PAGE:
Objective:This study examined changes due to COVID-19 lockdown in young and older adults’ self-reported sleep quality and dysfunctional sleep-related beliefs.Methods:Adults involved in studies prior to the pandemic were contacted during the COVID-19 lock-down. Seventeen young adults (age range: 18e35 years) and 21 older adults (age range: 65e90 years)agreed to participate. Participants were interviewed by phone (between 27th April and 4th May, 2020) to complete the Pittsburgh Sleep Quality Index (PSQI) and the Dysfunctional Beliefs About Sleep (DBAS)questionnaire they had been administered before the pandemic.Results:In terms of mean changes, the results showed null effect sizes for changes in self-reported sleep quality for both age groups. In young adults, a medium effect size emerged for changes in sleep latency, which increased during lockdown. No changes in any of the self-reported sleep quality dimensions emerged in older adults. In both age groups, the effect sizes for changes in dysfunctional sleep-related beliefs were negligible. In older adults, however, changes in self-reported sleep quality were largely associated with changes in dysfunctional sleep-related beliefs.Conclusions:Our results suggest that self-reported sleep quality and dysfunctional sleep-related beliefs were not affected by the COVID-19 lockdown in young or older adults. They also suggest that it might be useful to consider changes in dysfunctional sleep-related beliefs to better capture the impact of stressful events (such as a period of quarantine) on sleep quality, especially where older adults are concerned.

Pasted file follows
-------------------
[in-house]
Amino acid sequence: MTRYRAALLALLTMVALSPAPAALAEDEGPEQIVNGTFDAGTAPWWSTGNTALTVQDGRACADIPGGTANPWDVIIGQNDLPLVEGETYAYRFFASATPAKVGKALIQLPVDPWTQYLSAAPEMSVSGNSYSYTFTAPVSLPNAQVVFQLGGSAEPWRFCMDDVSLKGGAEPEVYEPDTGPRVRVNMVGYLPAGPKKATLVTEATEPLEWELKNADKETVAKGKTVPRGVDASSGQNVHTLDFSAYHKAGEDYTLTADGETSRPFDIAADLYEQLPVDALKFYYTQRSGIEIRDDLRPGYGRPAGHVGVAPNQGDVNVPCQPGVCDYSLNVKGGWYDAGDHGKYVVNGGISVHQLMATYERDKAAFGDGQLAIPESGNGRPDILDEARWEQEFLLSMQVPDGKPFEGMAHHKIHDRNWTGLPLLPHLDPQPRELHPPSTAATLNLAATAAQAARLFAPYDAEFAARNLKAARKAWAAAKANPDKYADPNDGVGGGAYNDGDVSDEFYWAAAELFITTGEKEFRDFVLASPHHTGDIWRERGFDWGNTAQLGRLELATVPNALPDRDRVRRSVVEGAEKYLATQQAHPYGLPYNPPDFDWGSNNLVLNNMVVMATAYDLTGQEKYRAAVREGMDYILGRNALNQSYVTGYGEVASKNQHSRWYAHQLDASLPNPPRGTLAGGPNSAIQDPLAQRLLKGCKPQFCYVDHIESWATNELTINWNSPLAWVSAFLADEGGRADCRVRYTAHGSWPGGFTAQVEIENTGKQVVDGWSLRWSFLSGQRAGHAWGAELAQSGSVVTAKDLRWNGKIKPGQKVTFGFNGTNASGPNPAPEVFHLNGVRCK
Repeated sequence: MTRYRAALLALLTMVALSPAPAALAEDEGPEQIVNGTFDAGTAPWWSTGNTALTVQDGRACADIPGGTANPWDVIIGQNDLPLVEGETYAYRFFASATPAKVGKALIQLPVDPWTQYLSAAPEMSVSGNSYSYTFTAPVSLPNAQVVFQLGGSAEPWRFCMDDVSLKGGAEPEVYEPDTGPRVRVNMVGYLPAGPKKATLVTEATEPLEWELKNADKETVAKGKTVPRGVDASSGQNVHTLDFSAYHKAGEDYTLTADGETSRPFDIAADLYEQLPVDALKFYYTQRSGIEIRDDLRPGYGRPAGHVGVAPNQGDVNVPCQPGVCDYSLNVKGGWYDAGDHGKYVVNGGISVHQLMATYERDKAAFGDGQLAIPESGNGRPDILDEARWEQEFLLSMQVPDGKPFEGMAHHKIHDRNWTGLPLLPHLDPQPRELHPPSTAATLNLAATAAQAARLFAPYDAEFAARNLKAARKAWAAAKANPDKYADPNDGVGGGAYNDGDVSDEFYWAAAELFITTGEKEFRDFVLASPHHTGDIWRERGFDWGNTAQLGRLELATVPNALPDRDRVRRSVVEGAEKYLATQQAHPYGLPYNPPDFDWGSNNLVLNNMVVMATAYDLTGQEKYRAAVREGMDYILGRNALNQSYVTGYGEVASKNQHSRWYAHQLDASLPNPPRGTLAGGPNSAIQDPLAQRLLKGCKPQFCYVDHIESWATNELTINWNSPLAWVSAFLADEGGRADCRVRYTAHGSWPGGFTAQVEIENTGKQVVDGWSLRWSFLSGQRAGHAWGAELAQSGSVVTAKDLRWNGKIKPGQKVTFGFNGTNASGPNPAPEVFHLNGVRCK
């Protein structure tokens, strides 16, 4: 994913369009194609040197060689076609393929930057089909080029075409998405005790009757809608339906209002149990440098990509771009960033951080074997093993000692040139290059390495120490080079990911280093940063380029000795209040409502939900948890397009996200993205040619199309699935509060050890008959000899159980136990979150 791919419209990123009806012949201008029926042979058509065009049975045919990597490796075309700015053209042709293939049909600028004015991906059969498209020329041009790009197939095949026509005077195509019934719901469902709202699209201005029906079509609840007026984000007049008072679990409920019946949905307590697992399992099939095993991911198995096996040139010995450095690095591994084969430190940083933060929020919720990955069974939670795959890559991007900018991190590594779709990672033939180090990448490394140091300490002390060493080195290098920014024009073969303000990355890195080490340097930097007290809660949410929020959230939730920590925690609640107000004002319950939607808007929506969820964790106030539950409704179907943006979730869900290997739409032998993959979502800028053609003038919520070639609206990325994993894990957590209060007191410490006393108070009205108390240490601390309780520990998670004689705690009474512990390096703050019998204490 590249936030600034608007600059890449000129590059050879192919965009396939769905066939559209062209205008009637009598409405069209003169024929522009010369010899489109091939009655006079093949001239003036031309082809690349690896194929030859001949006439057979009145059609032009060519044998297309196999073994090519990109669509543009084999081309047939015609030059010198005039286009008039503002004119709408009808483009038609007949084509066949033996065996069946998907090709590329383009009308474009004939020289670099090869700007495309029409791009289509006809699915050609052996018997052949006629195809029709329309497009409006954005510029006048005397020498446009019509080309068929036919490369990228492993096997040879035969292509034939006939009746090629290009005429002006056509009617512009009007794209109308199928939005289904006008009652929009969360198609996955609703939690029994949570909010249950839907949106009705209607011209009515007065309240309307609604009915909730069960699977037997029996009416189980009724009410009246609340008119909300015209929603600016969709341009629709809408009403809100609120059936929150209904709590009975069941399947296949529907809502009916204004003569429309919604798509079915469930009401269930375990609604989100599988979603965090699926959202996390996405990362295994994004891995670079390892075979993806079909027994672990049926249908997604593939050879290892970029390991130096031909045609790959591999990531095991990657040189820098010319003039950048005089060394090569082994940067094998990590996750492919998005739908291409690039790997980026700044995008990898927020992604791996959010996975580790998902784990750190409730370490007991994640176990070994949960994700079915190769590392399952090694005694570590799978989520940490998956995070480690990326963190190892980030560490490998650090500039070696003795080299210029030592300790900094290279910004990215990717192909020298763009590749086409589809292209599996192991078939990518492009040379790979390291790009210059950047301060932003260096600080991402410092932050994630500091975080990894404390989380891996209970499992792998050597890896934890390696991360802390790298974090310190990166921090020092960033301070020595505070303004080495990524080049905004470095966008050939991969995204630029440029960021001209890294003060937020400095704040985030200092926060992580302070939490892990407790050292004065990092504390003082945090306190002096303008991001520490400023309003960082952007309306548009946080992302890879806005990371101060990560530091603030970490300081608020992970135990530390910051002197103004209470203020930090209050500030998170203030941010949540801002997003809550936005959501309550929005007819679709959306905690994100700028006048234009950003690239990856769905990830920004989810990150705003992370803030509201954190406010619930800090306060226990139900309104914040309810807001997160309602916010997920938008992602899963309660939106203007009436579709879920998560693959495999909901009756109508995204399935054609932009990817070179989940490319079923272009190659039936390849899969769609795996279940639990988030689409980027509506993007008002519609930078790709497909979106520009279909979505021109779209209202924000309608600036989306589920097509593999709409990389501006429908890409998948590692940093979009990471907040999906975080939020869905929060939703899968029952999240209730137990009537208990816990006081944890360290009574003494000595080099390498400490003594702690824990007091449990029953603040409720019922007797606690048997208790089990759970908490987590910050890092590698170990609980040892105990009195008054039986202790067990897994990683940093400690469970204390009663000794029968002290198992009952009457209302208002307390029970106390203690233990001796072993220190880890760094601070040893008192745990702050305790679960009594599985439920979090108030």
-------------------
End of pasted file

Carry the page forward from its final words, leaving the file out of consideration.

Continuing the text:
Self-reported sleep quality and dysfunctional sleep-related beliefs in young and older adults: changes in times of COVID-19 lockdown

Sella, Enrico
;
Carbone, Elena
;
Toffalini, Enrico;Borella, Erika
2021

Abstract

Objective:This study examined changes due to COVID-19 lockdown in young and older adults’ self-reported sleep quality and dysfunctional sleep-related beliefs.Methods:Adults involved in studies prior to the pandemic were contacted during the COVID-19 lock-down. Seventeen young adults (age range: 18e35 years) and 21 older adults (age range: 65e90 years)agreed to participate. Participants were interviewed by phone (between 27th April and 4th May, 2020) to complete the Pittsburgh Sleep Quality Index (PSQI) and the Dysfunctional Beliefs About Sleep (DBAS)questionnaire they had been administered before the pandemic.Results:In terms of mean changes, the results showed null effect sizes for changes in self-reported sleep quality for both age groups. In young adults, a medium effect size emerged for changes in sleep latency, which increased during lockdown. No changes in any of the self-reported sleep quality dimensions emerged in older adults. In both age groups, the effect sizes for changes in dysfunctional sleep-related beliefs were negligible. In older adults, however, changes in self-reported sleep quality were largely associated with changes in dysfunctional sleep-related beliefs.Conclusions:Our results suggest that self-reported sleep quality and dysfunctional sleep-related beliefs were not affected by the COVID-19 lockdown in young or older adults. They also suggest that it might be useful to consider changes in dysfunctional sleep-related beliefs to better capture the impact of stressful events (such as a period of quarantine) on sleep quality, especially where older adults are concerned.
2021
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Utilizza questo identificativo per citare o creare un link a questo documento: https://hdl.handle.net/11577/3382452
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